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Title: The philosophical background to Horace's Satires
Author: Kemp, Jerome Edward
Awarding Body: UCL (University College London)
Current Institution: University College London (University of London)
Date of Award: 2006
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Abstract:
In this thesis I aim to elucidate the philosophical content in Horace's Satires and to assess its implications for our reading. In Chapter 1 I briefly discuss past scholarship on the Satires, with particular reference to the awareness of the philosophical content. I discuss the nature of ancient ethics, arguing that topics involving the practical side of behaviour were seen in a moral context. In this light I compare Horace with Seneca and Lucretius. I discuss Cynicism and the 'diatribe' in the context of what constitutes philosophy, and give an outline of the intellectual scene in 1st Century B.C. Rome. Chapters 2 and 3 concern moderation. I argue for an interpretation in a combination of Epicurean and Aristotelian terms, pointing out the inter relation of ideas through a view of moderation as quantitative/ qualitative - as discussed in modern scholarship on Aristotle. In Chapter 4 I argue that Horace promotes an Epicurean position on Friendship, in opposition to Stoic inflexibility, though he has a unique take on Ambition. In Chapter 5 I show that Horace's discussions of Conduct are examples of ancient ethics in a practical context. Chapter 6 concerns Horace's showcasing and criticism of the Stoic paradoxes - in particular his use of Ciceronian material. In Chapter 7, on literary theory, Philodeman and Aristotelian theory are seen to be important, but, in response to recent scholarship, I find Horace's position deliberately evasive. On Religion (Chapter 8), I argue for an Epicurean position, making comparisons between the Satires and Odes. In Chapter 9 I discuss Horace's use of specific philosophical sources. The philosophical aspects have considerable, sometimes unexpected, implications for our understanding of the Satires. The Satires are not philosophical treatises, but a proper awareness of the philosophical material is important in coming to a rounded interpretation of Horace's work.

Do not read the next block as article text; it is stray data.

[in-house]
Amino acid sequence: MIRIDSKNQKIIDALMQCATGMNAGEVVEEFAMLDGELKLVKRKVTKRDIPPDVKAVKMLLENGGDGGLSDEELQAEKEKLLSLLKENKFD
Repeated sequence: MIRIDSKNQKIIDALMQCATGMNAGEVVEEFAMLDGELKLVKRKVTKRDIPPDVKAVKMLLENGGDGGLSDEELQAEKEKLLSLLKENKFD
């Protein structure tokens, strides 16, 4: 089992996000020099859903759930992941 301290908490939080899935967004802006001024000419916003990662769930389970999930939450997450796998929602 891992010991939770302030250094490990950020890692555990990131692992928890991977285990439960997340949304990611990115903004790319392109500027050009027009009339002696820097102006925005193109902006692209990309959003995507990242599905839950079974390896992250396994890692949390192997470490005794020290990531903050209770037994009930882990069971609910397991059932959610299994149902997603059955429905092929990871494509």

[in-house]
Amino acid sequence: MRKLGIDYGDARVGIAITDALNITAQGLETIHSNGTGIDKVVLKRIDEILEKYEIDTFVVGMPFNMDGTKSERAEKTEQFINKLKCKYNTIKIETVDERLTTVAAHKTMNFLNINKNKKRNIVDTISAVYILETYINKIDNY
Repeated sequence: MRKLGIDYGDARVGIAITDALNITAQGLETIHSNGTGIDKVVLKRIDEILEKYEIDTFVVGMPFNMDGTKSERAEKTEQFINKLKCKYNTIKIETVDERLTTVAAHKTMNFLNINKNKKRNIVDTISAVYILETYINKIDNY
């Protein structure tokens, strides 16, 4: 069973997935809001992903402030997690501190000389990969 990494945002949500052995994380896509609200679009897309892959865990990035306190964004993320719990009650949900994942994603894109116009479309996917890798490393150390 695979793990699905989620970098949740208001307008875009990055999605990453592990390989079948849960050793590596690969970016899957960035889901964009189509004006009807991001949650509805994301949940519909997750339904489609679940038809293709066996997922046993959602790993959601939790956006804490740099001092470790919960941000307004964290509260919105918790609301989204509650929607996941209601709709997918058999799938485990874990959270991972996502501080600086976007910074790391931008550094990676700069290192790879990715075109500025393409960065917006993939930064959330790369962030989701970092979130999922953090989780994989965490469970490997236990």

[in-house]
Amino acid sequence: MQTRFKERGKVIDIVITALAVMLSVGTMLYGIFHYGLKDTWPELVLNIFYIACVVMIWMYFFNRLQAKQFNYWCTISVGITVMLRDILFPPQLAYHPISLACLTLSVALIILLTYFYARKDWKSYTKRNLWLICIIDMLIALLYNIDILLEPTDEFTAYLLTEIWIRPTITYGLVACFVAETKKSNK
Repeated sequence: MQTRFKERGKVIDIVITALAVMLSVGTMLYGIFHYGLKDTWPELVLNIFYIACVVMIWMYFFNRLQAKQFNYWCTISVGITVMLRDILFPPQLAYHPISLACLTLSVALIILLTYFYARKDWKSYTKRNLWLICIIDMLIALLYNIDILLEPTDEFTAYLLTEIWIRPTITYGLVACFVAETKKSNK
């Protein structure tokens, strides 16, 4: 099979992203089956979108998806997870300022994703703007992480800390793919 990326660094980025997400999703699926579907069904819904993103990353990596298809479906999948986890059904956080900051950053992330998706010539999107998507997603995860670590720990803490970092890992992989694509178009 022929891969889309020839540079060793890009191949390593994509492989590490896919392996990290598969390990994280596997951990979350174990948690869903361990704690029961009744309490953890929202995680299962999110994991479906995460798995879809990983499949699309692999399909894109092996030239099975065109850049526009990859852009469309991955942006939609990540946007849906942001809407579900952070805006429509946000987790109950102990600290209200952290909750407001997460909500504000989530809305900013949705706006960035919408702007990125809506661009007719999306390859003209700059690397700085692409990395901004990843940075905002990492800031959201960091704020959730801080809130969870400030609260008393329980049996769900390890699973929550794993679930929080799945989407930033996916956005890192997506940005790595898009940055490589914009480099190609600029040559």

Supervisor: Not available Sponsor: Not available
Qualification Name: Thesis (Ph.D.) Qualification Level: Doctoral
EThOS ID: uk.bl.ethos.439385  DOI: Not available
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